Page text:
Use the right tool for the job

In my last post I introduced the jointer, an essential tool for any serious woodworker. Like woodworking, writing has its own core tools, and without them it’s quite difficult to approach the craft seriously. Ideas, passion, and effort will carry you a long way. But when that long way stops dead in a 35,000 word corner that you just can’t get out of…well, let’s look at the tools you were using. And what you were using them for.

A jointer is not a planer, nor vice versa

The jointer cuts from beneath while the planer cuts from above.

Though both machines use the same basic assembly (a rotating cutterhead) to perform their functions, the results could not be any more different than if you used a butterknife instead of a paint brush to redecorate.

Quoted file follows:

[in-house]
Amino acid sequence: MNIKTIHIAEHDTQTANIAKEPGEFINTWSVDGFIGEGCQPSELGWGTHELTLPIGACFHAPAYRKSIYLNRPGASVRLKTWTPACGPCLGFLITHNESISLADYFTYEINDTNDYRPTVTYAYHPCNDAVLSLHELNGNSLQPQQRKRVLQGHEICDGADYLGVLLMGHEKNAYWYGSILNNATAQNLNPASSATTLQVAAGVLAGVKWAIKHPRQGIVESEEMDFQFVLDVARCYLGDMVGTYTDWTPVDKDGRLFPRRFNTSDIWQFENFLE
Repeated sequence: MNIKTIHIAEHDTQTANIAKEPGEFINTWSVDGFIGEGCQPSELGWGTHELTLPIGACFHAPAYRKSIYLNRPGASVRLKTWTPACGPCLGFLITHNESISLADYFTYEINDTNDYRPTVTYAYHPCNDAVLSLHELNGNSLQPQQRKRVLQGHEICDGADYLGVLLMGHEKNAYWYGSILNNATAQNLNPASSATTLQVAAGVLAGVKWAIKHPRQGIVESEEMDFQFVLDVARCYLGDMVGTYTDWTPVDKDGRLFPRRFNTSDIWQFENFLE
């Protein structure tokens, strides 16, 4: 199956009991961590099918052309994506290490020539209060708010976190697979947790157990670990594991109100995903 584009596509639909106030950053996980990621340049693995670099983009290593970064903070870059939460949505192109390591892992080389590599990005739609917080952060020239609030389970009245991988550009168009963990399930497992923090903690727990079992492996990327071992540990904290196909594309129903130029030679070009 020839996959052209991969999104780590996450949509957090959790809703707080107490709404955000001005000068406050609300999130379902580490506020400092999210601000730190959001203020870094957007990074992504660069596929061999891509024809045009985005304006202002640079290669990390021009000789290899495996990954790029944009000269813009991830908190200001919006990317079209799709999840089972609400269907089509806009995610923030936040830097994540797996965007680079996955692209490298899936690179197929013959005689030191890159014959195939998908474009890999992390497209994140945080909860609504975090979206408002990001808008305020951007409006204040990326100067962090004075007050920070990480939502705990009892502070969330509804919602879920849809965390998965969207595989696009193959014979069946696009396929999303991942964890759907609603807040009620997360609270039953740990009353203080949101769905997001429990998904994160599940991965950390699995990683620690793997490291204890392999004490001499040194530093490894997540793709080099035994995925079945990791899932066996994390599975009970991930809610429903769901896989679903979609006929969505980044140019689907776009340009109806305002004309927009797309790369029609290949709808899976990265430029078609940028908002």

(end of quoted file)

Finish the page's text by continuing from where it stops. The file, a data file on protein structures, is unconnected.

A closeup of the jointer’s cutterhead. Notice the level plane created by the table to either side of the cutting gap.

A jointer’s cut will be square across the surface of a board because the cutterhead references the plane created by the jointer table.

My planer with the cutterhead lowered all the way.

A planer, on the other hand, can only ever duplicate the opposite surface of any board passed under its cutterhead.

Using the wrong tool for the job, in this case, can turn a project into a nightmare. It ain’t much different with writing.

Writing with the right tools

“Get your tenses right.” – Ford Prefect